I usually enjoy the rural life that we chose – the peace, the birds chirping, the river, the beauty, the land our children get to roam upon and the innocence this life has provided. I enjoy it all until the last day of school, and then it begins to feel a tiny bit like the land is closing in on me, and the river is rising, and I’m trapped in a zoo where the birds never stop chirping (and yelling and screaming and fighting) and the coyotes are ready to tear me limb to limb if I don’t remain constantly vigilant, and in desperation I inform my husband that we are not living in the country any more. We are moving to the biggest city we can find before the next school year begins. NEW YORK CITY if need be, and I swear I’m not living in rural America for one more day, no sir, no how, I need options! I need restaurants! I need a coffee house and a park and easy access friends for my children and a Mrs. Jones who lives down the road who will dote on my precious babies and feed them snacks and allow constant video games so that their mother can enjoy a few moments of peace and quiet as she figures out how to survive summer break.

I have 8 kids. In our middle of nowhere. 8 children ranging in age from 2-15 and did I mention, four teenagers? One of those teenagers is my special needs boy Lucas who would rather watch videos all day long than go anywhere, and that’s pretty much okay, because it’s really difficult to get out of the house with him AND his seven siblings.

I chose this life but that doesn’t make it easy. I chose to have four children. I chose life for Luke my handicapped son. I chose Ryan and I chose to adopt his three kids. I chose a rural life, and I chose to have another baby but damn – those choices kick my rear end the first week of summer break as we all figure it out again, figure out how to maintain loving, somewhat tolerable relationships with one another in close quarters – relationships with respect and boundaries – relationships where we still like each other at the end of summer. There is a steep learning curve as the kids give up a huge chunk of their social life from school and a huge learning curve as I give up a pretty significant chuck of quiet work hours. Not to mention, the substantial increase in dishes and trash and diaper changes and grocery runs and meals (have I mentioned the meals)?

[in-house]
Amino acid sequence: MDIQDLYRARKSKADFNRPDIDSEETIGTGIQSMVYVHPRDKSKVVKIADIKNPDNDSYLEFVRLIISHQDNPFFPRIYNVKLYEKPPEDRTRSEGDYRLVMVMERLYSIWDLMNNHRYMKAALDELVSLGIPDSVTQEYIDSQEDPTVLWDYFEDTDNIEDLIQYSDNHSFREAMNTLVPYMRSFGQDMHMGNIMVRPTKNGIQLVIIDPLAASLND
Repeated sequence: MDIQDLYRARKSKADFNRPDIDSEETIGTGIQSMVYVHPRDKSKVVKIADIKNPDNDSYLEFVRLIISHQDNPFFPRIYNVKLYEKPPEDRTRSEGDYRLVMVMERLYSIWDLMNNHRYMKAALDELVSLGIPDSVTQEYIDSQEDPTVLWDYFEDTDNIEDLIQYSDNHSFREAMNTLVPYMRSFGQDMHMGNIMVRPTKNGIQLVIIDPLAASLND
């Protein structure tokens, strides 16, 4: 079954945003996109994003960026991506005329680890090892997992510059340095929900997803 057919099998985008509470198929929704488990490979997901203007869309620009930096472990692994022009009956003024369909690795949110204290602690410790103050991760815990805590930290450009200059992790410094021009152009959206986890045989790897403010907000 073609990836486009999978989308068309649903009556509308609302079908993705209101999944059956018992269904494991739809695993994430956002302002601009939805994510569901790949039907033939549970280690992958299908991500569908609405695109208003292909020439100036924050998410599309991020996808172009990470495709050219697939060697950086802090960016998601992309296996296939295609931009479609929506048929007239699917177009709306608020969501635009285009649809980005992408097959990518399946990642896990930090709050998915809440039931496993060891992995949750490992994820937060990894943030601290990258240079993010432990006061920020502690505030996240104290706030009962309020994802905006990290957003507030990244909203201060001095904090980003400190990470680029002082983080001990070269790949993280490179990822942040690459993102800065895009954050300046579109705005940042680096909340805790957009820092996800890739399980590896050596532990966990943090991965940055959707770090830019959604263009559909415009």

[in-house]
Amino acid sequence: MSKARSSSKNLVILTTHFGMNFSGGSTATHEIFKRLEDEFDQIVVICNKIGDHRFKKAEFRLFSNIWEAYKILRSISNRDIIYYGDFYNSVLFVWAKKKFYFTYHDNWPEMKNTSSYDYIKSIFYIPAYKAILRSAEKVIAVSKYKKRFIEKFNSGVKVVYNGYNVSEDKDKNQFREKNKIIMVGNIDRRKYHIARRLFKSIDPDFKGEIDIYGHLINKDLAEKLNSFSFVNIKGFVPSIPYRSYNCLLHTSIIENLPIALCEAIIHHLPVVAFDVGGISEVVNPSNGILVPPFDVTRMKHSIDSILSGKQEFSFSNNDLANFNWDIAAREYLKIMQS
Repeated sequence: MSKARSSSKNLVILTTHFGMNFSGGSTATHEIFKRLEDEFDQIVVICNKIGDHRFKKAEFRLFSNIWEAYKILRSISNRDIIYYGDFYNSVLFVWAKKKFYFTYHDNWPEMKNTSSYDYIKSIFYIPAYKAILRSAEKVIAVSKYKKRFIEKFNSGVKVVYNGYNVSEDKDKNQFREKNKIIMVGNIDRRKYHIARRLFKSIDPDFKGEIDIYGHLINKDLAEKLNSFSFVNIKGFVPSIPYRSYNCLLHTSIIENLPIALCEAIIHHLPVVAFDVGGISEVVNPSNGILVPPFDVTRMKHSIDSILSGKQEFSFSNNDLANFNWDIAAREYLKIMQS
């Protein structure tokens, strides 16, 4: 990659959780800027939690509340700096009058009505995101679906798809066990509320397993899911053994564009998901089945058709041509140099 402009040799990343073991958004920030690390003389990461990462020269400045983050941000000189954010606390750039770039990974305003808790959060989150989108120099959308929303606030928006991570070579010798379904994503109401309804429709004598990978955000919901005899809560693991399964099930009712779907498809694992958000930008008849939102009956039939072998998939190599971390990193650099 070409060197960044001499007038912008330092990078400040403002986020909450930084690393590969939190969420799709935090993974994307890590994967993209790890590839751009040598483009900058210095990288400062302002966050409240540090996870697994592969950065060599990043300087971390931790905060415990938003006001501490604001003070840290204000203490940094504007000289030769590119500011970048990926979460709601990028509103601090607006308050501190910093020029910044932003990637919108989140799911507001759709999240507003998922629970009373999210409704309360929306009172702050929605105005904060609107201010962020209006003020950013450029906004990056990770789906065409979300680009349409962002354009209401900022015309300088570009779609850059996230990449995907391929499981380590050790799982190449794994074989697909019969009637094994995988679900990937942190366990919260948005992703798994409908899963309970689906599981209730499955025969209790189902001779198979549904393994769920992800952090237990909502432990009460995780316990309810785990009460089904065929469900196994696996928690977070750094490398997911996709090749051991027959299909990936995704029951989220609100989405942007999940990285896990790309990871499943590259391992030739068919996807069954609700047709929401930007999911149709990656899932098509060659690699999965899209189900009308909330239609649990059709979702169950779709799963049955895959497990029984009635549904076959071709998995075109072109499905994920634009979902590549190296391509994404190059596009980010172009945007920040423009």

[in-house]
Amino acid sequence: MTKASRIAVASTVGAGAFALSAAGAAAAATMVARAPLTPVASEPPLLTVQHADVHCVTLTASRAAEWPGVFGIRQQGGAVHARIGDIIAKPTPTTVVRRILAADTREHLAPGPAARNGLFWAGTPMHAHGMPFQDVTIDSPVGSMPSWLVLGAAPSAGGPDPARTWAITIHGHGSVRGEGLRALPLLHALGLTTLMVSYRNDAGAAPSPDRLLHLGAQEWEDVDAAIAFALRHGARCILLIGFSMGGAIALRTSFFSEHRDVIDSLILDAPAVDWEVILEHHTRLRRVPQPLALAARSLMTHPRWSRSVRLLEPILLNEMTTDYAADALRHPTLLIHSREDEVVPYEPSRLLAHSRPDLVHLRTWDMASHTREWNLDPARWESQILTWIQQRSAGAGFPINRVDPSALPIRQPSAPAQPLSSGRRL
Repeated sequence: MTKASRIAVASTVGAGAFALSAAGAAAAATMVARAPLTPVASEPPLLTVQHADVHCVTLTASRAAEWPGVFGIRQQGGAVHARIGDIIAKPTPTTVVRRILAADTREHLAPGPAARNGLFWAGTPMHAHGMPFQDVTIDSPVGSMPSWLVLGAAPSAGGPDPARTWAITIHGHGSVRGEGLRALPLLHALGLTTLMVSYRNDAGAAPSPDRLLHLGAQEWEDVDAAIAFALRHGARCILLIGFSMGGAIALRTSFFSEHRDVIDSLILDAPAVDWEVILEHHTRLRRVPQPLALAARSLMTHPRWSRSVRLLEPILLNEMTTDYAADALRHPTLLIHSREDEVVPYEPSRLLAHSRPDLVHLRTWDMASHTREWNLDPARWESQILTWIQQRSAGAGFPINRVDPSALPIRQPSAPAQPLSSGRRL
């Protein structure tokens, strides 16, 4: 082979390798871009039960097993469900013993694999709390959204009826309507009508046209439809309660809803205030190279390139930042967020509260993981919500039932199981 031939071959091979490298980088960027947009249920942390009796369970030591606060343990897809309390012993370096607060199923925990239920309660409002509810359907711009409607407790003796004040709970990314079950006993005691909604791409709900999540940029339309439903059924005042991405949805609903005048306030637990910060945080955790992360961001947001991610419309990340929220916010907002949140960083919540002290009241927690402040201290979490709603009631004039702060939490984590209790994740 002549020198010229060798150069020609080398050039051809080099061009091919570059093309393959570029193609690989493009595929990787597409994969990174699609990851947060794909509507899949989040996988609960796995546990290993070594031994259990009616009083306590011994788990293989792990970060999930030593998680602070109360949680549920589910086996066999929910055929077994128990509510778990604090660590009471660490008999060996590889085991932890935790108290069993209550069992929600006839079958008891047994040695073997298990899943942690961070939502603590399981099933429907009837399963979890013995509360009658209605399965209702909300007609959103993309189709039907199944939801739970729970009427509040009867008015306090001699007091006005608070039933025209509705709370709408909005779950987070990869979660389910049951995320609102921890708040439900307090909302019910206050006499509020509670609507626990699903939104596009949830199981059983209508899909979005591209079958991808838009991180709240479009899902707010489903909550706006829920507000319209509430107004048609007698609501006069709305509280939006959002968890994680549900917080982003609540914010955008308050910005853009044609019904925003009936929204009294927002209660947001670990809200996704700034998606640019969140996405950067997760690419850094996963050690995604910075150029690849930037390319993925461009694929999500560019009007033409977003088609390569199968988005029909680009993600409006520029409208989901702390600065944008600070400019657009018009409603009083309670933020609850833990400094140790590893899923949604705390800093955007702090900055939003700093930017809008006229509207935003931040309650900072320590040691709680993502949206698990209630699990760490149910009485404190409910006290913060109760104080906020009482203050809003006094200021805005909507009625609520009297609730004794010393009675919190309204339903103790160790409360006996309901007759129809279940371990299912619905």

Every year I prep for the last day of school thinking that forethought will surely save me this summer break.  I frantically implement great ideas for our many hours together such as our pool purchase a few years ago. I plan vacations. I sign them up for camps and volunteer positions and kids bowl free coupons, and Luke! Luke has consistent summer school for the first time ever this year and that will help immensely and honestly, it all helps! It really does. And we eventually get into the groove. We stay up a little later, and we sleep in. I begin to relax into what summer is all about and the kids do too. I kick up my feet and read a good book while they splash away in the pool. I shorten the to do list. I lower my expectations and then – just as soon as summer break begins, it comes to an end and without fail I realize, I survived summer break, and I turn to my husband and whisper in shocked acknowledgement –

“Honey. The kids and I have found our groove. They are really having fun together and doing their chores without me nagging, and helping with Luke and Annabelle and I kind of like this motherhood gig again. Maybe we should consider homeschooling!”

And he rolls eyes just like he does every summer the week before school begins again because he understands that the only reason we have all found our groove is because we’ve also found the light at the end of the tunnel. Those two miraculous life giving head lights that will soon be rolling down our dusty dirt road at 6:30 a.m, firmly attached to a big yellow bus that will transport 7 eager souls promptly back to school.

Ahhhhh. Structure.

Just keep livin.